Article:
Swimmy time
A look at our super secret swimming hole. And us in it. (I’m the bald, non-pretty one who isn’t using any kind of flotation device and is therefore barely keeping his head above water in the deep end.)

Little Girl
This is the lifeguard, Little Girl. Sooooo much better than David Hasselhoff. For example: I could never see giving David Hasselhoff scritchies behind the ears. Hell, I couldn’t even see doing that to Pamela Anderson, for that matter. And I don’t think we’ll ever see video of Little Girl sloppily wolfing down cheeseburgers in a drunken stupor either.

Dipstick
This is Dipstick. He’s a much older cat and loves nothing more than to find shady spots…and stay there. He is wise beyond his considerable years.

Oberon and Olivia
Naturally, our own kitties are more than happy for us to come home from the pool.

I spent almost three hours today shooting some video for a Toybox article you’ll see in about a week; it was quite a bit of fun and took quite a bit of setup, but I think you’ll like it when you see it. It got me thinking quite a bit about my evolution from playing with toys as a kid to collecting them as an adult, and I realized that I was much closer to playing with them today than I’d been in a long time – I was just inspired in a kind of “I know that’s not what it looks like on the screen, but what the heck?” kind of way, and had a made-up rationale for why things would be the way I was setting them up instead, and before you know it, scenarios form in my head and I have to remind myself that I’m taking some pictures, not playing with my action figures. I had a long train of thought about the nature of imaginative play, about how much modern toys (especially those attached to TV and movie licenses) are geared more toward re-enactment of specific scenarios than they are to open-ended play, and the thought also occurred that I would need to be accessing my imagination in that same wide-open, no-boundaries space once again, probably sooner than I think, when interact with my son (and play with him) as he grows up. Anyway, not wanting to dump all of the cargo from that train of thought at your station, I arrived at the following summation:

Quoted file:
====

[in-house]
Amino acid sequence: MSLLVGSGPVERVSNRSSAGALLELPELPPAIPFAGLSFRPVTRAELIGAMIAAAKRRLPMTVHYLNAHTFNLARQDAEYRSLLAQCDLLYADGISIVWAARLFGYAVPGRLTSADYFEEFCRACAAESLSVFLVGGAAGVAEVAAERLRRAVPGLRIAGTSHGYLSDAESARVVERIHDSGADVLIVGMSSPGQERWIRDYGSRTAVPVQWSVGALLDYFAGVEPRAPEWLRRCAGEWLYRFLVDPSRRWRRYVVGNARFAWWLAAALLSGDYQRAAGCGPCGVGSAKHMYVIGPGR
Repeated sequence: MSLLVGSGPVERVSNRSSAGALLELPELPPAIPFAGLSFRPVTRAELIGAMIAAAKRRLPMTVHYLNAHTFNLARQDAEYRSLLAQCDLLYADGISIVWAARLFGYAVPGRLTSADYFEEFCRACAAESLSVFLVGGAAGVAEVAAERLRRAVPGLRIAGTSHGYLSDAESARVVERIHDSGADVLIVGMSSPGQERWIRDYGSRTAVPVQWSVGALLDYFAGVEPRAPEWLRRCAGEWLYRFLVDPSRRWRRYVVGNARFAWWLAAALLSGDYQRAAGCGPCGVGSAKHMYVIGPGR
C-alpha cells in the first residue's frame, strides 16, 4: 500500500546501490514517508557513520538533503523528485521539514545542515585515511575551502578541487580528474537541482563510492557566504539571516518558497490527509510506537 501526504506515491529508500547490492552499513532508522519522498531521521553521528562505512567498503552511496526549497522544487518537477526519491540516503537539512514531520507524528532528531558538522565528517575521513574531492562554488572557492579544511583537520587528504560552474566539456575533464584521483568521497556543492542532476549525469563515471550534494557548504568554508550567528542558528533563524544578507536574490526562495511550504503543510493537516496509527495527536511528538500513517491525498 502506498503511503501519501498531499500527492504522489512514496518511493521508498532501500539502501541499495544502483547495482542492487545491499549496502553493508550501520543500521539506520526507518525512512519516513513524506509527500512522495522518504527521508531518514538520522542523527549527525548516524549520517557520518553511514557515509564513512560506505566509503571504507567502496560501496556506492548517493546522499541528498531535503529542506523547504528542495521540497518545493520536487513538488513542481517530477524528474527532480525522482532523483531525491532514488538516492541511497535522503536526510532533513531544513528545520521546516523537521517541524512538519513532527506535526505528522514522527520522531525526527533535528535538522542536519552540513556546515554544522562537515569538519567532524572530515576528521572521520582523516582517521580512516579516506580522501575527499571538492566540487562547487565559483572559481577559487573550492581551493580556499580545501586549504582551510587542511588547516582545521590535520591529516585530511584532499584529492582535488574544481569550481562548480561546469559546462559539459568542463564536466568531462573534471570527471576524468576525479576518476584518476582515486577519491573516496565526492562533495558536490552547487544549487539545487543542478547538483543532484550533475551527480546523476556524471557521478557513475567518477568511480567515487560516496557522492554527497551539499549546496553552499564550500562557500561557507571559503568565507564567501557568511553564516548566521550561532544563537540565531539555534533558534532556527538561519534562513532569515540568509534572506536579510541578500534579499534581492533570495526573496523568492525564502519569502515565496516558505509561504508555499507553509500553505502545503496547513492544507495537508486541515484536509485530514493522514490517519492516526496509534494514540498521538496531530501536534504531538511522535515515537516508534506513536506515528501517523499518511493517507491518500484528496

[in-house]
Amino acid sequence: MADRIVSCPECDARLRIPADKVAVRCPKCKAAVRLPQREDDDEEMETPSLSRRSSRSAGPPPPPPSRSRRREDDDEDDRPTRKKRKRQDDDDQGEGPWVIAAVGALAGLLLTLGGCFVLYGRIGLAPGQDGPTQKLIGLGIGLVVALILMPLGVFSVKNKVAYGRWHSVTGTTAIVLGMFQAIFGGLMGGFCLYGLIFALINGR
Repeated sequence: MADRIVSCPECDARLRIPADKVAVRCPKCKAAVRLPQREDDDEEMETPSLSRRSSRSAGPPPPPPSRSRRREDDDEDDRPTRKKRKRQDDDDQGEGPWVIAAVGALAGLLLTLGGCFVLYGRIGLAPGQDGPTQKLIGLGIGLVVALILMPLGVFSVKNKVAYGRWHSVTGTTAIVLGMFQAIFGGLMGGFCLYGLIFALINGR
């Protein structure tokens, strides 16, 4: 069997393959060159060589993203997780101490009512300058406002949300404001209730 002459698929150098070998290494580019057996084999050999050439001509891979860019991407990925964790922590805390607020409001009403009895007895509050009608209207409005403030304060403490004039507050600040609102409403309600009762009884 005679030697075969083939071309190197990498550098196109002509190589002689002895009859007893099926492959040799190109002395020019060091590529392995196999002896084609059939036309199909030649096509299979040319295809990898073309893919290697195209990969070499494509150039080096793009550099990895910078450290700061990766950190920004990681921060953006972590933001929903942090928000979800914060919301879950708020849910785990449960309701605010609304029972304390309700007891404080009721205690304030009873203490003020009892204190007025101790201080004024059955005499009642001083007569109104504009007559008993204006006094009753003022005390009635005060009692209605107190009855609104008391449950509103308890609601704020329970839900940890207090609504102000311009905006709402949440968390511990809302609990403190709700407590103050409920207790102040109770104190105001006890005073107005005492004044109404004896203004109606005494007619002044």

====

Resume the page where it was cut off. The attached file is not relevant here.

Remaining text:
1. In some ways, I have indeed never grown up.
  2. I think I’m actually happier that way, and may function better that way.

So much of the business I’ve been in all of my adult life has revolved around finding ways to do things, finding ways to make things look a certain way. There are several schools of thought here:

  1. It can’t be done by us with this equipment.
  2. It can be done, but we don’t have the time to do it.
  3. It can be done, we just have to rethink the angle of attack and use what we know about the equipment we’re using to make it happen in a reasonable amount of time and/or money.

Anyone who knows me knows that I am so Mr. #3. And that comes from that spirit of imaginative play. Anyone who’s so locked into one way of thinking that they reflexively fall back on #1 or #2 as an answer without even trying #3 needs to get out of the pool and let someone more playful dive in and make some waves.

My toys are mostly digital now, but damned if I don’t still love my plastic ones too. And if I get to play with both at the same time, even better.

I’ve already gotten one call from the Entertainment Fort Smith print ad for GreenhouseFX.tv, but they wanted me to shoot a wedding…on the last Saturday in July. Eek. Stay tuned for the explanation of why exactly I had to turn them down…because it seems I’m booked.

About the Author

Earl Green ()

I'm the creator, editor-in-chief and head writer of theLogBook.com.

Website: http://www.theLogBook.com

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